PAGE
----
The Attribution Theory looks at how people try to explain the behaviour of others. Behaviour is divided into internal and external factors, an internal attribution is made by looking at a person’s characteristics, such as intelligence or personality, external attribution is made when looking at factors outside the person’s control, such as bad luck or peer pressure (Heider, 1958).
The correspondent inference theory describes that an attribution is made when a judgement made by one person on another person’s behaviour, which has been caused by a particular trait. This suggests that we believe that a person’s behaviour is intentional and after identifying this we try to look for a personal characteristic which may have caused this behaviour (Manstead, & Hewstone, 1996).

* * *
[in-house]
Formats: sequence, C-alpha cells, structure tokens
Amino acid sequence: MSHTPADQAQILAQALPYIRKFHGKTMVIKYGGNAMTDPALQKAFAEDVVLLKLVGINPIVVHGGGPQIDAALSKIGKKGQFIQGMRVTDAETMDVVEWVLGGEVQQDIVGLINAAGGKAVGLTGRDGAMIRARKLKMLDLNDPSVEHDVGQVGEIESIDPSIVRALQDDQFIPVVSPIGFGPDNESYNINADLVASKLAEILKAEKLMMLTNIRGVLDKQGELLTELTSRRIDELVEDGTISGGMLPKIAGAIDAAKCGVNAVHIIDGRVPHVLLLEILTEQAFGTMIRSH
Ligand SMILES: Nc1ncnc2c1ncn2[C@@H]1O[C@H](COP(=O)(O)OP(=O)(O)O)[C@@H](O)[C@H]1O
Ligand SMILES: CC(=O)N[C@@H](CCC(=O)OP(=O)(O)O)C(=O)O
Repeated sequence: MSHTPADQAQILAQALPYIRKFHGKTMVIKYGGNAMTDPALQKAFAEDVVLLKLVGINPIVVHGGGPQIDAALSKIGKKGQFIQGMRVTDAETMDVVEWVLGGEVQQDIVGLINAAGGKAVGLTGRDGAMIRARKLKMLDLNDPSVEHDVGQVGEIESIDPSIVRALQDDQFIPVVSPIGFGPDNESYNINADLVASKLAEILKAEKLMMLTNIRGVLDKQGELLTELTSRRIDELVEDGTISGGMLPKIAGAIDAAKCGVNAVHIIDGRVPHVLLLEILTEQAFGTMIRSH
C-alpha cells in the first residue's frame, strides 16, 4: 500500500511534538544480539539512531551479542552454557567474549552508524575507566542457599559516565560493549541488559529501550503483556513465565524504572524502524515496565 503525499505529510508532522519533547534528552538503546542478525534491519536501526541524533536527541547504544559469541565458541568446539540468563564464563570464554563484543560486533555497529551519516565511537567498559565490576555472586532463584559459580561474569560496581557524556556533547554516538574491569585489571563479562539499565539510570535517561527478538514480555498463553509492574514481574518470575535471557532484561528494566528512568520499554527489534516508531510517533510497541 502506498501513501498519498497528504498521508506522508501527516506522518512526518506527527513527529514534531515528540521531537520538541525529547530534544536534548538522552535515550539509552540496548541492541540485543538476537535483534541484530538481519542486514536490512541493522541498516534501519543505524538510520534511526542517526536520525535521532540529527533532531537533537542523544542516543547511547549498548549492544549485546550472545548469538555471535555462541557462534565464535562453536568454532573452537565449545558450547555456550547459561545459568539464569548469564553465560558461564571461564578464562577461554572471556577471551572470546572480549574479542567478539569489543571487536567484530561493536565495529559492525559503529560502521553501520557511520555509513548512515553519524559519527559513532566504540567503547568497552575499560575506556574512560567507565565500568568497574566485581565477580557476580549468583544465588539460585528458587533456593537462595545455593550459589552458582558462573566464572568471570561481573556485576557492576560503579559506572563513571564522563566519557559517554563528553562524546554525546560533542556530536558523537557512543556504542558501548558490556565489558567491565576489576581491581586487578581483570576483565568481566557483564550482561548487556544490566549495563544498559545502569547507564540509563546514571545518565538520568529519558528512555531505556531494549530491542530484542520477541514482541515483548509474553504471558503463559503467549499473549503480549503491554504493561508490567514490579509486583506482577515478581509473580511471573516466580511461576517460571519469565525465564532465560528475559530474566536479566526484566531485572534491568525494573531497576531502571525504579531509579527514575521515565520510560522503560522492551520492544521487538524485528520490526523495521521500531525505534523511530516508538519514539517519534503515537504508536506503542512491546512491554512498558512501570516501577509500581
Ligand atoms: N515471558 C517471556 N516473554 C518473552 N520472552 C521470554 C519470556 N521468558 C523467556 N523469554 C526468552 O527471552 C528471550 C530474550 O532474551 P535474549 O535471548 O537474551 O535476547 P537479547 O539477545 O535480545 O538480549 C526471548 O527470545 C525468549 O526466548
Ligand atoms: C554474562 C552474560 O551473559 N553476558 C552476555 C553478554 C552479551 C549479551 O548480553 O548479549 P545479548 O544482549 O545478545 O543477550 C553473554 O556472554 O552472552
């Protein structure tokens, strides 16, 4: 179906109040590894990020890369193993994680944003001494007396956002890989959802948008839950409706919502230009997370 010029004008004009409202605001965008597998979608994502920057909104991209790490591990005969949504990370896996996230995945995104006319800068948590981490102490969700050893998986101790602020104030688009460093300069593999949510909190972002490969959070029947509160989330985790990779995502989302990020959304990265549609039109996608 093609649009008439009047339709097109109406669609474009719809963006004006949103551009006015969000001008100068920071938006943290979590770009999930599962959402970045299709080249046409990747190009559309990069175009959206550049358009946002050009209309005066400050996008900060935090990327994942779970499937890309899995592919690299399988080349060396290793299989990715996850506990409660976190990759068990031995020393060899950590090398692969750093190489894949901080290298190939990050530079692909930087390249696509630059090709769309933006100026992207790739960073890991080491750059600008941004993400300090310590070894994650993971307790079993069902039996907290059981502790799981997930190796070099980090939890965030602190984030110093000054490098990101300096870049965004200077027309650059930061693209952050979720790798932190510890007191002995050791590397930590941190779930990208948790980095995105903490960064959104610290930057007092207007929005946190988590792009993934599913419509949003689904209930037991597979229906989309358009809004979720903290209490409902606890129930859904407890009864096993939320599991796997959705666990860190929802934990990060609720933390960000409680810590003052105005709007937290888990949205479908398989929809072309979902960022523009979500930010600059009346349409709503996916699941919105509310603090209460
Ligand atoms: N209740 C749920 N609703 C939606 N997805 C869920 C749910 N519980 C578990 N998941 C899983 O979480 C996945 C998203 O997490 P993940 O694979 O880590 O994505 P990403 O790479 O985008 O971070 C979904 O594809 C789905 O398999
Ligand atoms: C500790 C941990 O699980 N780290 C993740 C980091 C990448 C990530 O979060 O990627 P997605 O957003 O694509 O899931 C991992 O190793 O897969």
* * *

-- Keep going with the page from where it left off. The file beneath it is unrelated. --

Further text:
According to the correspondent inference theory we can make a correspondent inference based on 2 major factors, the first is when we perceive that the person freely chose the behaviour, and the second is when we perceive that the person intended to do whatever he or she did. An example of correspondent inference is if we see someone beating someone else up, we will assume that they are going this deliberately, not because they are pretending and that they are a violent person by nature.